updated 08:50 am EDT, Fri April 10, 2009
TWC Cap Increase
Time Warner Cable's expanded trials of metered Internet service will include significantly higher average caps and a pseudo-unlimited option, the company's COO Landel Hobbs said in an online statement. After facing criticism for offering a maximum cap of just 40GB per month in Texas trials with unlimited overage fees, the provider is now boosting its original 5GB-40GB range for Road Runner service to 10GB-60GB and is adding a 100GB tier for $75 per month. It will also limit the overage charges themselves to a maximum of $75 extra per month and, practically, restore unlimited Internet access at a price of $150 per month.
Some markets will also get DOCSIS 3.0 access at $99 per month for 50Mbps downloads and 5Mbps uploads, though it's not specified whether these users will be subject to the same caps as regular users on the DOCSIS 2.0 network.
Hobbs nonetheless maintains that caps are necessary and claims that "industry analysts" have warned capacity on many Internet providers may run out by 2012, purportedly forcing carriers to increase their prices to both discourage excessively heavy downloading and help fund network upgrades. A bandwidth-based model theoretically keeps use in check while allowing the truly light users to pay as little as $15 per month.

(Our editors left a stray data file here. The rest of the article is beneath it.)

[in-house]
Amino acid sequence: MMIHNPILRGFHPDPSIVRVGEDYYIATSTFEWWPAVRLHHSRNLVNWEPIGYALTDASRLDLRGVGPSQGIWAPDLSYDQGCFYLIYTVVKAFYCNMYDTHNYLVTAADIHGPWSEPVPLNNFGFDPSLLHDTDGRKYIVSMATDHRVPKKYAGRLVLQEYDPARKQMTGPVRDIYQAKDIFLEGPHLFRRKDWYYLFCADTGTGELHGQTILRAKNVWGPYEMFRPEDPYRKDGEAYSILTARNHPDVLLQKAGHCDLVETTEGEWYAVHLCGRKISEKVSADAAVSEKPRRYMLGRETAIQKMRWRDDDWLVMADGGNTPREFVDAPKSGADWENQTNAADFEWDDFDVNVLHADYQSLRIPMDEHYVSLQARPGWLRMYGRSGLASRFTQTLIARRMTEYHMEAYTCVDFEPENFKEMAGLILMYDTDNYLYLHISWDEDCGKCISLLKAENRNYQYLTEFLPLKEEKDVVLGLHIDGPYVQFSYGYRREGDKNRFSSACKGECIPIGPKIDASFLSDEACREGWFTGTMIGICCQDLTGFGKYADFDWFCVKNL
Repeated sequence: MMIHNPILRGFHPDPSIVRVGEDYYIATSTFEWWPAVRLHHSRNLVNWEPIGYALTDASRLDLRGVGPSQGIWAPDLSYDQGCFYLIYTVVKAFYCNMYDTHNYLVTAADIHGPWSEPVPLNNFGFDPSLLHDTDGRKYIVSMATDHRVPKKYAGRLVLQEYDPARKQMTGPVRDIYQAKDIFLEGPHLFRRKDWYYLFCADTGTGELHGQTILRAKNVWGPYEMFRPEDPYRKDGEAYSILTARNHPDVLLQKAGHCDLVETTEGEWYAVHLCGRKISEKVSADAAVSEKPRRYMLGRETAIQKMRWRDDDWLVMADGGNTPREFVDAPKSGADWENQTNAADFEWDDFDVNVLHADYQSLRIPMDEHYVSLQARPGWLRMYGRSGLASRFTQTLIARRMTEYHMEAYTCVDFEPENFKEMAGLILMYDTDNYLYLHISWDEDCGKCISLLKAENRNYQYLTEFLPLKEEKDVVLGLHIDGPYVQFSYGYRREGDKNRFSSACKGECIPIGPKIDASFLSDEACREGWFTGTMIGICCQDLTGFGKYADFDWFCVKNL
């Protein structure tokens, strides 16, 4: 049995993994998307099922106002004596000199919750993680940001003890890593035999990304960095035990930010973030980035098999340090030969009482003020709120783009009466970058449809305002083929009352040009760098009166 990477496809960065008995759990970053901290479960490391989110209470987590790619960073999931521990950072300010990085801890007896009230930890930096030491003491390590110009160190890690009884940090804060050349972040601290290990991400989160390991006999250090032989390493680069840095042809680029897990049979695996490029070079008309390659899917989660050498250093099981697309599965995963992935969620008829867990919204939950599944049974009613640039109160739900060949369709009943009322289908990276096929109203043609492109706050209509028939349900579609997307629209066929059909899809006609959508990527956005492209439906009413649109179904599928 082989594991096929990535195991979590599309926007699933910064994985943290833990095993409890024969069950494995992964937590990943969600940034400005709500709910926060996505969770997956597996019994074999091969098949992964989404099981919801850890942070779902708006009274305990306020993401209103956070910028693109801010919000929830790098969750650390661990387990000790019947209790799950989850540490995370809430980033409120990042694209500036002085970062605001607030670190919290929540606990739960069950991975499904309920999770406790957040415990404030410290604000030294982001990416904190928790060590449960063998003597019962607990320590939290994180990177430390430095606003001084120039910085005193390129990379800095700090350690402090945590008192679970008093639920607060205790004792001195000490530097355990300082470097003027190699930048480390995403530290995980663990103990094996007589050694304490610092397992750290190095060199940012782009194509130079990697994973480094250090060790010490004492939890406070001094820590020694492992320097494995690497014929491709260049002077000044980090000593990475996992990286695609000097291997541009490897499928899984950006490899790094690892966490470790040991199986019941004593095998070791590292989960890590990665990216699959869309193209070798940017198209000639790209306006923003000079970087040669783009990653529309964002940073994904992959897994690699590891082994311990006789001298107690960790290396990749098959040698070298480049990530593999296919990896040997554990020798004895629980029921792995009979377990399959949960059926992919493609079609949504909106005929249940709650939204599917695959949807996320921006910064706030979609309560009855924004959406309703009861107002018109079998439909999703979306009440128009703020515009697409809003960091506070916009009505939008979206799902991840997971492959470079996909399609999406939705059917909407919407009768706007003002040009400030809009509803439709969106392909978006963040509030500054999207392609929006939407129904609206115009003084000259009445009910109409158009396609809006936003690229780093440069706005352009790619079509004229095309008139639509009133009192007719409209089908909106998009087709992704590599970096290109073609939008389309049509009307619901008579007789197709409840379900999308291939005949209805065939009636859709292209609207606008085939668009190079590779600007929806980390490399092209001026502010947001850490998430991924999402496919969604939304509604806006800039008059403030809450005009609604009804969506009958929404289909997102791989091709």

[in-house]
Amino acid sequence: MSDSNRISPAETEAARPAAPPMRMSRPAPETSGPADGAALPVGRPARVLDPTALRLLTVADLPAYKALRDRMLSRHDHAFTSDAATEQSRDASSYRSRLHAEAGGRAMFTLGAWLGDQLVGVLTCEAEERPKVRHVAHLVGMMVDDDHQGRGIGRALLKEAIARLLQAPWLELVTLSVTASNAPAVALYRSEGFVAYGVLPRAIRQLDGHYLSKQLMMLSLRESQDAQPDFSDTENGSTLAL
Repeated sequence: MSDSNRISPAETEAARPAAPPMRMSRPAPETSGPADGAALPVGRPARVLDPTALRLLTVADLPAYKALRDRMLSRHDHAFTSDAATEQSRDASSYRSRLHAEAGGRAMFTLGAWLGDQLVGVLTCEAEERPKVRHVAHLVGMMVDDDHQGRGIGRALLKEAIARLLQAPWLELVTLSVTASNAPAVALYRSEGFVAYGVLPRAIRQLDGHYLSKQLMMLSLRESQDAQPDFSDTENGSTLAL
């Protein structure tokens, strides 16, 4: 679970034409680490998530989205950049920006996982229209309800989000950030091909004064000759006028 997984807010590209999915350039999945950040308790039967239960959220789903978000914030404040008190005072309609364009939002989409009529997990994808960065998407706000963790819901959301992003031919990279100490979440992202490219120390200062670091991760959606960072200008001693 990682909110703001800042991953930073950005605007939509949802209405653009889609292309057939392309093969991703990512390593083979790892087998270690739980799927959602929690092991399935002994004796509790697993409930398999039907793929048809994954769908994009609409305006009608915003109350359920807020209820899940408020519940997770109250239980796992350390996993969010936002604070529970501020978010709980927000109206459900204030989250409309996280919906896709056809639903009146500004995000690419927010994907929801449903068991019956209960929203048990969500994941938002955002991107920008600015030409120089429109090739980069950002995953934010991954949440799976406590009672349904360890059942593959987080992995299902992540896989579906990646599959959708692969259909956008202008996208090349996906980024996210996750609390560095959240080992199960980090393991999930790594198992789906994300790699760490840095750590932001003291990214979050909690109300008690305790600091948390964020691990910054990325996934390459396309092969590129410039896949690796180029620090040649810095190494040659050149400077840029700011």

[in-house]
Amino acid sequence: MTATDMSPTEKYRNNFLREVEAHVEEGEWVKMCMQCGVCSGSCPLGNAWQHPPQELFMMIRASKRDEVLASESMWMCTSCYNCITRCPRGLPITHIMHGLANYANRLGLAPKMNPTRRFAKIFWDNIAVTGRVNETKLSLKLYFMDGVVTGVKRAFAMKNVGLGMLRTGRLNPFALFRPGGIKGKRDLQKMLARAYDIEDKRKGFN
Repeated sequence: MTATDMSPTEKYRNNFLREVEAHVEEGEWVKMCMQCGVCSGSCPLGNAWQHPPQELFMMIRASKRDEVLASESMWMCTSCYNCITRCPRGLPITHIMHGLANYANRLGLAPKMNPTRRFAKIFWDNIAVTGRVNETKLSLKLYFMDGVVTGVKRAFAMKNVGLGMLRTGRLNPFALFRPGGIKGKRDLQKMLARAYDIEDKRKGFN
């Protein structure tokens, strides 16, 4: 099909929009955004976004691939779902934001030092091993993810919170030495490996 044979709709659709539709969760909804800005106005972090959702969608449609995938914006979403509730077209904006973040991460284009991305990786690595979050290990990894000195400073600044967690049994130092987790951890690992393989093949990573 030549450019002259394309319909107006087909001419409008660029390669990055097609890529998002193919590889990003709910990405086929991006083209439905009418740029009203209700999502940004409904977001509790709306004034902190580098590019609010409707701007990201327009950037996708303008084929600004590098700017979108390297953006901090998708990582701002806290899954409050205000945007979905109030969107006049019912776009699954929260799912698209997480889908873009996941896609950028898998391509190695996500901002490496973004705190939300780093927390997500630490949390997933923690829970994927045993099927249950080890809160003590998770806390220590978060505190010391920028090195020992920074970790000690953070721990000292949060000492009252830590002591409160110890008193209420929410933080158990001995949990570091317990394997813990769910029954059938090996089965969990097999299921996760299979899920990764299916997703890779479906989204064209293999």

"This [use increase] could result in Internet brownouts," he argues. "If we don't act, consumers' Internet experience will suffer. Sitting still is not an option."
Critics, however, have observed that the actual cost of bandwidth for Time Warner and others is disproportionately low relative to the new prices, even on the projected timeline. They note that the trials significantly avoid areas where Verizon's FIOS and other uncapped, high-speed service co-exists alongside Road Runner and is thus likely to steal customers from Time Warner's network. Others have also charged that the caps are being kept artificially low to protect Time Warner's TV business as customers may cancel regular TV service in favor of iTunes purchases or web video services like Hulu.
Trials are set to expand to Greensboro, North Carolina and Rochester, New York in August and will return to Texas for Austin and San Antonio trials in October. It's not yet determined whether the trials will become permanent or apply to all areas.